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Ionising Radiation


Ionising Radiation There are two types of radiation; ionising and non-ionising. Non-ionising Radiation Directly ionising (charged particles) Electrons, protons, ... – PowerPoint PPT presentation

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Title: Ionising Radiation

Ionising Radiation
  • There are two types of radiation ionising and

Non-ionising Radiation As its name implies this
does not have the ability to give or remove
charge from a neutral particle and thus cannot
ionise matter.
Ionising Radiation This radiation can ionise
matter in two ways Directly ionising
radiation (charged particles) electrons, protons,
a-particles and heavy ions, or Indirectly
ionising radiation (neutral particles) photons
(x-rays and ?-rays) and neutrons.
Directly Ionising Radiation
  • Directly ionising radiation deposits energy in
    the medium with which it is interacting by
    Coulomb interaction of the charged particle
    (radiation) with electrons of atoms in the matter
    which is being ionised.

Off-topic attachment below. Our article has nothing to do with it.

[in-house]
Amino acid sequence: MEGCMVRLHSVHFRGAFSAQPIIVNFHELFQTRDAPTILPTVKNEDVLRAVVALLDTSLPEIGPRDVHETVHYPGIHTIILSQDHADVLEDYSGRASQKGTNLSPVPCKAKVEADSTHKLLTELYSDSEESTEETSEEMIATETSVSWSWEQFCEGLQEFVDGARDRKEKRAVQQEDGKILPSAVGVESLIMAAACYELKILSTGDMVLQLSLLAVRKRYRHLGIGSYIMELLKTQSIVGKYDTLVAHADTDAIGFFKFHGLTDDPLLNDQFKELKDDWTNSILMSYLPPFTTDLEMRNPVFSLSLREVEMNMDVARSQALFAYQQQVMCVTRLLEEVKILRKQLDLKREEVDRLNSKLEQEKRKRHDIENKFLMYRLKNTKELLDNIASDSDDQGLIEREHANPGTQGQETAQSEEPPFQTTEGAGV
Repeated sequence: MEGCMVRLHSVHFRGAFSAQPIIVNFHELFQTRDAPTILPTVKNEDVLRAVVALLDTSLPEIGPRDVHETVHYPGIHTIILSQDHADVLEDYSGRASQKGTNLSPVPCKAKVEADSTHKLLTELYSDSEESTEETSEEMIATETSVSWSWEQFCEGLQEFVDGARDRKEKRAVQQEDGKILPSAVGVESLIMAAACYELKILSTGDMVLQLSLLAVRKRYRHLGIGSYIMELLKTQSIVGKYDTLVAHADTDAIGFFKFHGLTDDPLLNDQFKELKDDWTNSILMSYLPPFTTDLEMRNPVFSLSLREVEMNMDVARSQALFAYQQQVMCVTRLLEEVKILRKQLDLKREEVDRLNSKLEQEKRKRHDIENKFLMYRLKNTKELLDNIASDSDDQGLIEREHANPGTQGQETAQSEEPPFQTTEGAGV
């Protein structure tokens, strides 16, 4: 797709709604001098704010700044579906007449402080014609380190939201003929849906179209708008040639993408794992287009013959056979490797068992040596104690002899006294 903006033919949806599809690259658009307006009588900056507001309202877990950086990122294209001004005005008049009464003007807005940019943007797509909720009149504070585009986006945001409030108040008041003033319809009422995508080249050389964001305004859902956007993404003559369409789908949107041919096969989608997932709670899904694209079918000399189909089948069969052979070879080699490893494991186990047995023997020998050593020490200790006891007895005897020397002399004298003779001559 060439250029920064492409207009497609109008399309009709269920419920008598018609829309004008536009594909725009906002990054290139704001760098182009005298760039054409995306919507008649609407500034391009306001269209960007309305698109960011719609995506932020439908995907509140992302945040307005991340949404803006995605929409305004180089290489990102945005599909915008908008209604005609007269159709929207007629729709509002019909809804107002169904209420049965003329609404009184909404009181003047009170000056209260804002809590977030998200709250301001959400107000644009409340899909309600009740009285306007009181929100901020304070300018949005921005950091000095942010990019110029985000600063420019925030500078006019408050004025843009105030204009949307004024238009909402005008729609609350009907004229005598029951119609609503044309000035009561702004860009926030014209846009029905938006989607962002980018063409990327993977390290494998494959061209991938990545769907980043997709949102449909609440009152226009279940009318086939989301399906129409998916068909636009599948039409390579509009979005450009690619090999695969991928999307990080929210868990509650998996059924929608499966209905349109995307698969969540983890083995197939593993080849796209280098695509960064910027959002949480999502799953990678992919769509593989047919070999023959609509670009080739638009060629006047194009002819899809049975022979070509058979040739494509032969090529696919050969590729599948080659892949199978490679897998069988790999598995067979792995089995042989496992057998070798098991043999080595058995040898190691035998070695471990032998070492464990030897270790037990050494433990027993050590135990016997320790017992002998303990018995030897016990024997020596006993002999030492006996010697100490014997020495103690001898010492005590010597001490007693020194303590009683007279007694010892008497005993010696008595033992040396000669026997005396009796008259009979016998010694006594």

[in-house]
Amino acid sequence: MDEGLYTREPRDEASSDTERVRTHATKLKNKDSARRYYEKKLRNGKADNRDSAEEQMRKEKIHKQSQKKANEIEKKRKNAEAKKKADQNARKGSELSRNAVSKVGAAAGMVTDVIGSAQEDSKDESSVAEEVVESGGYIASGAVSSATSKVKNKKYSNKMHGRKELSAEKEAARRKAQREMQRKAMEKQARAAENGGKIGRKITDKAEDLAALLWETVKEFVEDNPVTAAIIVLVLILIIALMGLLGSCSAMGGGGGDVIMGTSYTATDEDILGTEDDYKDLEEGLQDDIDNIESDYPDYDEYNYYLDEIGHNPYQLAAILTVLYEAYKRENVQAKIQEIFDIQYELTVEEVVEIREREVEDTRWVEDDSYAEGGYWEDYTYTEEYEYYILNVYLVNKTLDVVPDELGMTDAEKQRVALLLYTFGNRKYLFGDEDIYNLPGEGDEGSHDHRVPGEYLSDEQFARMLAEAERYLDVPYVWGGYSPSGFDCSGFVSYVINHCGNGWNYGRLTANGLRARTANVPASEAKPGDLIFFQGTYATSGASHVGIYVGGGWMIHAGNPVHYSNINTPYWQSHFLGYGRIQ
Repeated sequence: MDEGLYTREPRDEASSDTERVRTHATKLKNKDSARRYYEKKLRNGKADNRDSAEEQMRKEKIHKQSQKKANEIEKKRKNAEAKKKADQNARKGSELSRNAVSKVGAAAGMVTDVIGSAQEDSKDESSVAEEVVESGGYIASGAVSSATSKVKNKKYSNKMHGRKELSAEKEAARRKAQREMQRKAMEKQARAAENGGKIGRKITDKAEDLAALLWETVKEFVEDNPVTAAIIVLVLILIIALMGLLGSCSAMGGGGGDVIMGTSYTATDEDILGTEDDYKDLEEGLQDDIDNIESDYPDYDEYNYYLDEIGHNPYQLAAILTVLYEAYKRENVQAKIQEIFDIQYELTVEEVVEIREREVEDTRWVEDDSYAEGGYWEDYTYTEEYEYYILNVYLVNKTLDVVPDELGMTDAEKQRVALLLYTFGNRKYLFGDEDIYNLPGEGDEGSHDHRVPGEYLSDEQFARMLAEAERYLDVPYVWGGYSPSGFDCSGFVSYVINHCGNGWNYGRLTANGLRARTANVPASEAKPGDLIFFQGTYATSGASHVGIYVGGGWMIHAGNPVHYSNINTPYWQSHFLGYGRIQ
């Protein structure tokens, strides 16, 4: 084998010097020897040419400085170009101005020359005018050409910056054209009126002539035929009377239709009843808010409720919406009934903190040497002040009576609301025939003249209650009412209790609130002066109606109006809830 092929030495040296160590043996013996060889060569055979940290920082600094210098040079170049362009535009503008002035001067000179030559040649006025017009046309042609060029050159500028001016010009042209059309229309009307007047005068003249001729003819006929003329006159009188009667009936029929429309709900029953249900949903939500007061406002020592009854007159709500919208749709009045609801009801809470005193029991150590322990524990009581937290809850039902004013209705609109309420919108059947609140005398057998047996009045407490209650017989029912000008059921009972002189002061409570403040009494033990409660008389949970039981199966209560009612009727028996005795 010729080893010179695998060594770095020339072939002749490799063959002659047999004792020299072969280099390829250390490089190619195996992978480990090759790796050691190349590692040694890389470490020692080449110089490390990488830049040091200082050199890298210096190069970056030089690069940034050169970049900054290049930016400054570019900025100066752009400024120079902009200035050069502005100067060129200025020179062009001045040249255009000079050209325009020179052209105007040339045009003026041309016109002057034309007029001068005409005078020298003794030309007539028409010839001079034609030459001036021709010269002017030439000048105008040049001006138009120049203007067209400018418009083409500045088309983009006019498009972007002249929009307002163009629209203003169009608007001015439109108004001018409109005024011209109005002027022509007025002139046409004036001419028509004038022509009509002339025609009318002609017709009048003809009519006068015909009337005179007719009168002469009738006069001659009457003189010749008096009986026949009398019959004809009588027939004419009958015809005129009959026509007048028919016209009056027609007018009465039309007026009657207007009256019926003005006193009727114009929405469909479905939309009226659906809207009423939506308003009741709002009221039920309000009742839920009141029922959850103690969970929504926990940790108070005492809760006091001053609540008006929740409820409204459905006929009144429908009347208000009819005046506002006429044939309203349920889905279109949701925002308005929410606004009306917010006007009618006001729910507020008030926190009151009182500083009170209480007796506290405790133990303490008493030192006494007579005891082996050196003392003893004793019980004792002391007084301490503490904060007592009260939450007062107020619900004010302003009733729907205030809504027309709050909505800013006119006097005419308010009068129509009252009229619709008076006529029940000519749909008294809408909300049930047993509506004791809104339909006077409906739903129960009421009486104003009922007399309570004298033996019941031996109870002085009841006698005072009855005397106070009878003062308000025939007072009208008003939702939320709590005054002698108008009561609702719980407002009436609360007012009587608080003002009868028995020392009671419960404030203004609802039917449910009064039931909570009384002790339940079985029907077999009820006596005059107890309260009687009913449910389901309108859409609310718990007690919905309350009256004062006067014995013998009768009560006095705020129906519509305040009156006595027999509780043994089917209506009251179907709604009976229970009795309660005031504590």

Indirectly Ionising Radiation
  • Indirectly ionising radiation is not in the form
    of a charged particle and so cannot interact
    directly to ionise the medium through Coulomb
    interactions. It must first react with the matter
    to release a charged particle which can then go
    on to interact with the medium and ionise it
    through Coulomb interactions.

E h?
Ionising Photons
  • There are four classifications of ionising photon
  • Characteristic x-rays which result from electron
    transitions from atomic shells
  • Bremsstrahlung which results from
    electron-nucleus Coulomb interactions
  • ?-rays which result from nuclear transitions
  • Annihilation quanta which result from
    positron-electron annihilations (511 keV)

E h?
E h?
E 511 keV
Electron Interactions
  • As energetic electrons traverse matter they
    interact with it through Coulomb interactions and
    lose energy. There are two possible results of
    these interactions
  • The electron loses energy through collisions or
    radiative losses
  • The electron can be deflected from its original
  • Energy losses are described by the stopping power
  • Scattering is described by scattering power

Electron Interactions
  • The type of interaction of the incident electron
    with a particular atom depends on the impact
    parameter b.
  • bgtgta
  • Soft collision between electron and electron.